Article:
If you’re an area resident and drive a vehicle, you’ve probably got your favorite bad street. Pot holes, broken pavement ... did we mention pot holes and broken pavement?
With all due respect to those who argued, with valid points, against Senate Bill 1, local government entities with responsibility for roadways are due some serious cash and can hopefully use it to make a real impact on road systems that have been neglected in the past several years.
According to reporting last week, jurisdictions in Yuba-Sutter will receive some $7.4 million this year for road repairs, coming through SB 1, the gas tax increase enacted in 2017. Funds are generated through fuel excise taxes, diesel fuel sales taxes and vehicle registration fees and are divvied between Caltrans, cities and counties.
Jurisdictions must provide a project list to the state Transportation Commission outlining plans for their share of funding.
– Yuba City will get $1.19 million this fiscal year and two projects are being funded: improvements to a stretch of Franklin Avenue and the Bridge Street widening project.
– Marysville gets $161,000 and will make minor pavement repairs, seal coat and install new pavement on a number of streets. Marysville would have liked to have received a greater share.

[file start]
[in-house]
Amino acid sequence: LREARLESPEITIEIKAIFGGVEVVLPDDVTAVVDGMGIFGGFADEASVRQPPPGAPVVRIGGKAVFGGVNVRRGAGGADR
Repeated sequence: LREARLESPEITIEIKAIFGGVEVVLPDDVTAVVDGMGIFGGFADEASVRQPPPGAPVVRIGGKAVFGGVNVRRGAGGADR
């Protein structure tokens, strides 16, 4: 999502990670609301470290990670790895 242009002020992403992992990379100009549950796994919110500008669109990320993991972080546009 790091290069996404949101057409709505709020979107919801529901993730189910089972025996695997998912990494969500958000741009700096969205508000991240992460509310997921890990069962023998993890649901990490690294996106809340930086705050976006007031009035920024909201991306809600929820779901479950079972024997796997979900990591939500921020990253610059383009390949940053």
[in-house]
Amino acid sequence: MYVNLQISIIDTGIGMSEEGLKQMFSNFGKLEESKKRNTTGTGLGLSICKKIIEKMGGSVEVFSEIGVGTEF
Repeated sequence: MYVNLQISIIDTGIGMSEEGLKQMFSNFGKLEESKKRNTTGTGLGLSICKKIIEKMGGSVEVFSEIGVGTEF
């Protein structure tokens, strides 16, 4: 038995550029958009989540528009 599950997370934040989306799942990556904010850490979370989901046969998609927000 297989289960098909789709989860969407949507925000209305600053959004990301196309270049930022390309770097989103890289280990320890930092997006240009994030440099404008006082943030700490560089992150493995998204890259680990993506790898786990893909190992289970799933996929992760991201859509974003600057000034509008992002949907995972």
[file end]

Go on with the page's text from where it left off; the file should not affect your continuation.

“Given the current state of limited road/fuel tax that smaller communities receive, the addition of SB 1 funding has not been the savior to address large-scale roadway reconstruction projects,” said Jim Bermudez, director of Community Development and Services.
Sutter County will get just over $3 million and it will be used for road rehabilitation projects – pavement overlays and sealing. Personnel over there are happy with their allowance.
“The SB 1 funds have allowed the county to rehabilitate more road mileage overall per year,” said Neal Hay, director of the Development Services Department.
Yuba County will get $3 million for road repair projects. The county is borrowing money from Yuba Water Agency to work ahead on projects and pay back the agency with the annual SB1 funding. The county expects to get more for their money by being able to package road repair jobs into larger contracts.
Caltrans District 3 will receive $344.7 million for 17 different projects around the North State.
Locally, the big project is Highway 20 from Loma Rica Road to Spring Valley Road – the $17.4 million project will widen the shoulders and realign segments.
Without SB1 funding, an official said, Caltrans was facing some $137 million in deferred maintenance backlog over the decade to come.
Better roads are safer roads. And maintenance backlogs often mean that work is deferred until the project costs more money.
Like how the funding is derived by the state or not, the cash is welcome.
Our View editorials represent the opinion of the Appeal-Democrat and its editorial board and are edited by the publisher and/or editor. Members of the editorial board include: Publisher Glenn Stifflemire and Editor Steve Miller.